And process is exactly what we have. I call out the words, the kids spell them, I write down (twice) the words they miss – once in my notebook, and once in theirs. They rewrite and study from their notebooks, and I use my notebook the next day to review the words they missed, then call out another batch of words. At the beginning of the year, the process is taxing on me, because Noah is an agonizingly slow speller. So I leave myself plenty of margin for what I call Patience Doodles – a skill every homeschool parent needs in spades.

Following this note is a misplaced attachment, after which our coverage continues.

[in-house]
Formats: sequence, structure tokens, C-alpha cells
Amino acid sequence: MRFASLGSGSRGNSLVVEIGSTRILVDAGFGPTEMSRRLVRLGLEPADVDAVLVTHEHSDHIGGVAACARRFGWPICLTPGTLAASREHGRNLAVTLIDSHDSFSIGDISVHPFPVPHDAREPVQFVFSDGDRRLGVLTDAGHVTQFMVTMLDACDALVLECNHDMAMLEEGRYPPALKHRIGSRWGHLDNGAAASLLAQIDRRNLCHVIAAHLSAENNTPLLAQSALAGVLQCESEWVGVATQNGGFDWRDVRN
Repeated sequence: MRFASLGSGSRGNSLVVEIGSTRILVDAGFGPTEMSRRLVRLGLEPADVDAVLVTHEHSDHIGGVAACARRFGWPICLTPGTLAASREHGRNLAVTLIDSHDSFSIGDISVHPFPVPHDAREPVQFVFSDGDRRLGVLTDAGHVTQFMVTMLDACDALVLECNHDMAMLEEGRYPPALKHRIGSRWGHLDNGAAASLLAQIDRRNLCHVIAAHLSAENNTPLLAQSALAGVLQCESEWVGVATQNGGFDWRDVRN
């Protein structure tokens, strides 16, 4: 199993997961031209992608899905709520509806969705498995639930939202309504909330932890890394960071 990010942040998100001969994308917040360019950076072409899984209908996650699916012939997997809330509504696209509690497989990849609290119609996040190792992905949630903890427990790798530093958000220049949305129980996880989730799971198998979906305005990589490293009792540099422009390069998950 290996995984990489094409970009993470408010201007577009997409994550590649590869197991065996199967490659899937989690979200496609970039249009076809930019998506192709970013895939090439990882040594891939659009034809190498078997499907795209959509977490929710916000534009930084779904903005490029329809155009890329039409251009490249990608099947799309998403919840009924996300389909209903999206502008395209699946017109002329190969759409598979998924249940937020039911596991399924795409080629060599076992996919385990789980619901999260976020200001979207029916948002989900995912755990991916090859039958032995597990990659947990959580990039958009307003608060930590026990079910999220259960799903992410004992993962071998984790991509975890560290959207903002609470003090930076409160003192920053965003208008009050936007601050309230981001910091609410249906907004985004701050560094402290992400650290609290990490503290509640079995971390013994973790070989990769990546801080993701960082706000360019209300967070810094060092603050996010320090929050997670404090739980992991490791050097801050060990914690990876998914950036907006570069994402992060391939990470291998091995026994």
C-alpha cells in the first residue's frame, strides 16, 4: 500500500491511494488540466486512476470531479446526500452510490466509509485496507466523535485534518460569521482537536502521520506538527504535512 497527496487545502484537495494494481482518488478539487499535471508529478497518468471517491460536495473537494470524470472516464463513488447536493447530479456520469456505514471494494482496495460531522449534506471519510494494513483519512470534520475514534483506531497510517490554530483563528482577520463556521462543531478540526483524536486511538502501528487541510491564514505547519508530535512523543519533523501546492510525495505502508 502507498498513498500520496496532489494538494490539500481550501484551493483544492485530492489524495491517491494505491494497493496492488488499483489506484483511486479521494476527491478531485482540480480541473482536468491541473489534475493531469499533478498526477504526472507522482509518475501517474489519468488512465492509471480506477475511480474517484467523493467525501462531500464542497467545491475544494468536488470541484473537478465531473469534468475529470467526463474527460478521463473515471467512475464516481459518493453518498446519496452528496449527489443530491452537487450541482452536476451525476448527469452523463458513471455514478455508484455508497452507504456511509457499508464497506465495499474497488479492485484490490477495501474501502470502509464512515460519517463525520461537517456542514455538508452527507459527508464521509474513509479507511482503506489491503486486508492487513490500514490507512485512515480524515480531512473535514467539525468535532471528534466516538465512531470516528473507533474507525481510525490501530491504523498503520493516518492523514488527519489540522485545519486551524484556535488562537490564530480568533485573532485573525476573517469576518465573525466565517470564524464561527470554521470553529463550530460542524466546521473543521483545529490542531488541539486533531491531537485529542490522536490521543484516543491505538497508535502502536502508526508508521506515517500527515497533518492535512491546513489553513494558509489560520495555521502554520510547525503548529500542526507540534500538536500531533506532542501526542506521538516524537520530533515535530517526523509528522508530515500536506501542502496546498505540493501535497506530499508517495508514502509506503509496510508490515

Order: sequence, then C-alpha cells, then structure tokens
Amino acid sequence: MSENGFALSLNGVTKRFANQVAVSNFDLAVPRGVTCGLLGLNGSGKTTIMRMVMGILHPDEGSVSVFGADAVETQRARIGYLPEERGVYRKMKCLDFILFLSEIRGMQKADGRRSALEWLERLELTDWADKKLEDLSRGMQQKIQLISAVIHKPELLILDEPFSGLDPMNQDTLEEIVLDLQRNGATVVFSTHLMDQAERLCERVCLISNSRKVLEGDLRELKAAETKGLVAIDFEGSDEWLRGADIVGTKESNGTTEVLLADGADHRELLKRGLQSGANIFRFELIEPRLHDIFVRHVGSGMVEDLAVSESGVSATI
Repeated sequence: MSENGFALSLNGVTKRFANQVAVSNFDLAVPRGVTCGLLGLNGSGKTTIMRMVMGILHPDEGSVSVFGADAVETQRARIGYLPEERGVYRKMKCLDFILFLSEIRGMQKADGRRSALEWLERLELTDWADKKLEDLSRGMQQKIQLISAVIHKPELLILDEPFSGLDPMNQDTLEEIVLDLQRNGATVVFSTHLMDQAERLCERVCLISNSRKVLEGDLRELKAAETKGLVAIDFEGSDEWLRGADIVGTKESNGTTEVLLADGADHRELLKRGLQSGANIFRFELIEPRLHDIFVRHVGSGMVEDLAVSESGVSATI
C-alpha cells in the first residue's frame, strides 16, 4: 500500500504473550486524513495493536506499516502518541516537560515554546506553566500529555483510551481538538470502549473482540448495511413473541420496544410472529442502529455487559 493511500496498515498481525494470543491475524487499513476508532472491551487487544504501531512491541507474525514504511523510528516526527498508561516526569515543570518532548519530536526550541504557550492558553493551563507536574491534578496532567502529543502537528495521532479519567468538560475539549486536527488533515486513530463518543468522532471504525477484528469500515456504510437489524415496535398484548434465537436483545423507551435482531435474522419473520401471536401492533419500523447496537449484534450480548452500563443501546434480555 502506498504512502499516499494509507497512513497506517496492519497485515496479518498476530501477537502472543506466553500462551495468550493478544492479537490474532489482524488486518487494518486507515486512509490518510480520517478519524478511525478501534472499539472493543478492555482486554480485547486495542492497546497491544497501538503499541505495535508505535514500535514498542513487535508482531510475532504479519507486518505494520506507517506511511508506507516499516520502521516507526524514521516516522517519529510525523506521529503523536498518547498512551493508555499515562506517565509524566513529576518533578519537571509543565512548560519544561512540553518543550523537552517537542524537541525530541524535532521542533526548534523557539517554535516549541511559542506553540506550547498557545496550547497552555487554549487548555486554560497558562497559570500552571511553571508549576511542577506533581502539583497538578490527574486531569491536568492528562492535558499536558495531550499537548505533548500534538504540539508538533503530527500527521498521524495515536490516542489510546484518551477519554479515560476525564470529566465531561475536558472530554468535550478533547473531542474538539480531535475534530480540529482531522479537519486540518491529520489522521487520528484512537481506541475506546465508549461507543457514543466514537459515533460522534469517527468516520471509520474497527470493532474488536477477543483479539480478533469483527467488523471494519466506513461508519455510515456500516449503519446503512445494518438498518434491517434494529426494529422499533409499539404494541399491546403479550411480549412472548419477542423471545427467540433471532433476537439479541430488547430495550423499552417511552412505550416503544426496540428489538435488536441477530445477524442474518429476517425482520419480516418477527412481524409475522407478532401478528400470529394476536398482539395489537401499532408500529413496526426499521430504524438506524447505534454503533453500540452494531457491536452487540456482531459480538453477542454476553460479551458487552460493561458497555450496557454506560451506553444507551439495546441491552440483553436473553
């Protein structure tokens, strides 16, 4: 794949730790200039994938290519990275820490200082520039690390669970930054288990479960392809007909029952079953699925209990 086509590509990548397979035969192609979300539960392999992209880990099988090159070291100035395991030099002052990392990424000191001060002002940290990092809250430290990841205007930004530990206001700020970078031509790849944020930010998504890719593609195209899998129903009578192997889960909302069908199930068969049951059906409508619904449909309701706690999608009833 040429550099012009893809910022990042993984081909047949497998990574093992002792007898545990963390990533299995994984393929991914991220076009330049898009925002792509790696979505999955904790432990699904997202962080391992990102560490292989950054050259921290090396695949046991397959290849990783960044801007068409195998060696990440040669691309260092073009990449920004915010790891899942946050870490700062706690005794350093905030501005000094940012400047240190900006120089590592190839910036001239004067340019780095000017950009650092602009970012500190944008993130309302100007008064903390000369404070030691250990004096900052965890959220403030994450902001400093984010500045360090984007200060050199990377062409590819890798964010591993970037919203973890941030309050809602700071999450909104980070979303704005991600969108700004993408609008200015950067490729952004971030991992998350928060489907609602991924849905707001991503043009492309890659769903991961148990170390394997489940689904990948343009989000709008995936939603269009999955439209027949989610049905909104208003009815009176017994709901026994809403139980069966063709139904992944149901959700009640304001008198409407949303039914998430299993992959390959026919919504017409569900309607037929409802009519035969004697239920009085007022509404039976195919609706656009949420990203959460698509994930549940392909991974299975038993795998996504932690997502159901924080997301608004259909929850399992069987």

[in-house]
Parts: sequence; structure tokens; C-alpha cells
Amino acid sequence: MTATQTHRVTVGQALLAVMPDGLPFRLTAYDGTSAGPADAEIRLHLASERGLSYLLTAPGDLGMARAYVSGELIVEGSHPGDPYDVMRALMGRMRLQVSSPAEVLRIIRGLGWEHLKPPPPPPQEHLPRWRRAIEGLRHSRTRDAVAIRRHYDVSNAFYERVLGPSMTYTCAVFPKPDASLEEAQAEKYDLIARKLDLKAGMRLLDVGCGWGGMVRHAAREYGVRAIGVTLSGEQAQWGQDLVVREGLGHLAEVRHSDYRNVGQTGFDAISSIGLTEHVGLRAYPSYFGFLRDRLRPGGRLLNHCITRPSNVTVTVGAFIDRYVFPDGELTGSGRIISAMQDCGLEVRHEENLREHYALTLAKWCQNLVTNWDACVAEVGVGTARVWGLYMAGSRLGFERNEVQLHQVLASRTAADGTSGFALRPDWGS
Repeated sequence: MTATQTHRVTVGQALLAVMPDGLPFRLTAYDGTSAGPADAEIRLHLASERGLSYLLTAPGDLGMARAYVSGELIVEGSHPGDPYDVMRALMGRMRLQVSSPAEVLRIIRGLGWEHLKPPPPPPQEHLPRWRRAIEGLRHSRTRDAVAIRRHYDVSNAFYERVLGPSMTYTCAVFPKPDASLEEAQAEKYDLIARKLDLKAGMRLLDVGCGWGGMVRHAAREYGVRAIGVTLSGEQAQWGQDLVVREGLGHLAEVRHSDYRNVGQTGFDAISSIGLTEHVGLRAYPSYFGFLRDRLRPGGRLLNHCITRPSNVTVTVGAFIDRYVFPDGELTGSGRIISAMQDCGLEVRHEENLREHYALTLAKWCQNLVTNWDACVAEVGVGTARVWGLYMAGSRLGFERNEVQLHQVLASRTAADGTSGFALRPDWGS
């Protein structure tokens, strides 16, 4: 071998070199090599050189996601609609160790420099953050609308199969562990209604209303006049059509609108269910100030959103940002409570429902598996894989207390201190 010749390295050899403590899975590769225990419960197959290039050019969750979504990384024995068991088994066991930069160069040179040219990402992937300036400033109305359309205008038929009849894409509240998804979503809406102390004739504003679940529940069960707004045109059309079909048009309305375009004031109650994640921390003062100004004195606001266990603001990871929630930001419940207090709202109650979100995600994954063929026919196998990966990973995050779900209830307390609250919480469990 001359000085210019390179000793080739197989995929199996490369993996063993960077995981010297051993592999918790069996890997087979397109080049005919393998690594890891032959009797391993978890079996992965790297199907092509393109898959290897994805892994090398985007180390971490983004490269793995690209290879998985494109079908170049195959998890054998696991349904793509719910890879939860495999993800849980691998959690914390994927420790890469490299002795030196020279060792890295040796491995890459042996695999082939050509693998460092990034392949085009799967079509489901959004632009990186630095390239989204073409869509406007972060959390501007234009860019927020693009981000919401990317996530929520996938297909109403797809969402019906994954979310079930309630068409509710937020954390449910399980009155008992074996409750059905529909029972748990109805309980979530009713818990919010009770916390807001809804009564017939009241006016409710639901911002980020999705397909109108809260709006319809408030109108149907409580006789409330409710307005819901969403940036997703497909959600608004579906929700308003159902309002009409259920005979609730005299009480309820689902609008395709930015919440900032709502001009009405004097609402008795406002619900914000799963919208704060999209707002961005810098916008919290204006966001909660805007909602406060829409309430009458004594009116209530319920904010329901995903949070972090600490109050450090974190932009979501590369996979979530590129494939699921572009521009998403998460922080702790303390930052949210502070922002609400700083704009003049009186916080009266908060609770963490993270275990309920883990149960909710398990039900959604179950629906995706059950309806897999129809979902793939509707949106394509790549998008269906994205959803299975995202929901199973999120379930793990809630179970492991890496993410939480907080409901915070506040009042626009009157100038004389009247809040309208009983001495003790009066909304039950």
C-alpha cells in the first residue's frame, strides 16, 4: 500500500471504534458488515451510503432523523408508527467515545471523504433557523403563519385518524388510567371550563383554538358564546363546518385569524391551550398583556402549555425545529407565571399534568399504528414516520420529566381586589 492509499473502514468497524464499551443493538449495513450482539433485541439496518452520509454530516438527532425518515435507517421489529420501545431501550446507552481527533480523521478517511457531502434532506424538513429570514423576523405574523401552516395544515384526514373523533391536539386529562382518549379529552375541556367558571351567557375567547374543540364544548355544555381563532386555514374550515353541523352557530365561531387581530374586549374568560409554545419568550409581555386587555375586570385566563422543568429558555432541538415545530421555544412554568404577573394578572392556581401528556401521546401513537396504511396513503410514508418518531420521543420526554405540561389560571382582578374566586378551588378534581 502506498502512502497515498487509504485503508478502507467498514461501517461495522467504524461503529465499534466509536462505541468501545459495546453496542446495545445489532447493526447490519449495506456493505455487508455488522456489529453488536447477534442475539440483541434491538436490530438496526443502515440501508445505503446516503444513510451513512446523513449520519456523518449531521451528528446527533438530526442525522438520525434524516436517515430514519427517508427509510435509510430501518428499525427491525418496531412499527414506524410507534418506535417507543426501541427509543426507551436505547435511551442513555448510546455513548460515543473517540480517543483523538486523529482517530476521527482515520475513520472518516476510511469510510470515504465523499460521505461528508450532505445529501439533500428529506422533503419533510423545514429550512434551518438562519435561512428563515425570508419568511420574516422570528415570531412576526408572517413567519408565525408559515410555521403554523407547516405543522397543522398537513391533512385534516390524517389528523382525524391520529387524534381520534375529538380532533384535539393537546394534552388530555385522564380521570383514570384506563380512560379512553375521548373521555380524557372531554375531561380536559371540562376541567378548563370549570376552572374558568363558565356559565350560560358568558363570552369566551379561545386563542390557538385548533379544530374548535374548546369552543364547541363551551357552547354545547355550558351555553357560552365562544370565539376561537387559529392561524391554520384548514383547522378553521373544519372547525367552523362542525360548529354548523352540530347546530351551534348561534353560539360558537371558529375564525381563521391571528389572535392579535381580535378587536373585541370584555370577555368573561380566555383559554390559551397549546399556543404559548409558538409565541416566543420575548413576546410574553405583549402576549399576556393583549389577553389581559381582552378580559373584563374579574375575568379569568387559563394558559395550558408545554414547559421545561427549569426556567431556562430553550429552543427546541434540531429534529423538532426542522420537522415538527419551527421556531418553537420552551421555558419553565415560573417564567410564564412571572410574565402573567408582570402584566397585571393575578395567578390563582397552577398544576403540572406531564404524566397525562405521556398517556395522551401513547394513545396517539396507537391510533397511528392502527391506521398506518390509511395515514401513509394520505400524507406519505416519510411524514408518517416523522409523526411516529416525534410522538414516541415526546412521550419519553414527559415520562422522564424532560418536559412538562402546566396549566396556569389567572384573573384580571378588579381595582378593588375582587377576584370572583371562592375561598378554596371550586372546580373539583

Spelling Bee Drama IMG_5923

After five months of practice on the 450 words plus the extra word lists, it was time for the Homeschool County Spelling Bee. In Alabama, there are 67 counties – except when spelling bees are involved, in which there are 68. Each county has a county bee for public and private schools, but all homeschoolers in the state are shoved into Homeschool County.

(Which, as with previous years, I spent much time pondering what Homeschool County would look like, if it were an actual geographical location. So many Chick-Fil-As. The thrift stores are full of denim skirts from homeschool days past. The hair length is three times the national average. Every car has a CC sticker on it. And the entire county absolutely REEKS of Lavender and Thieves.)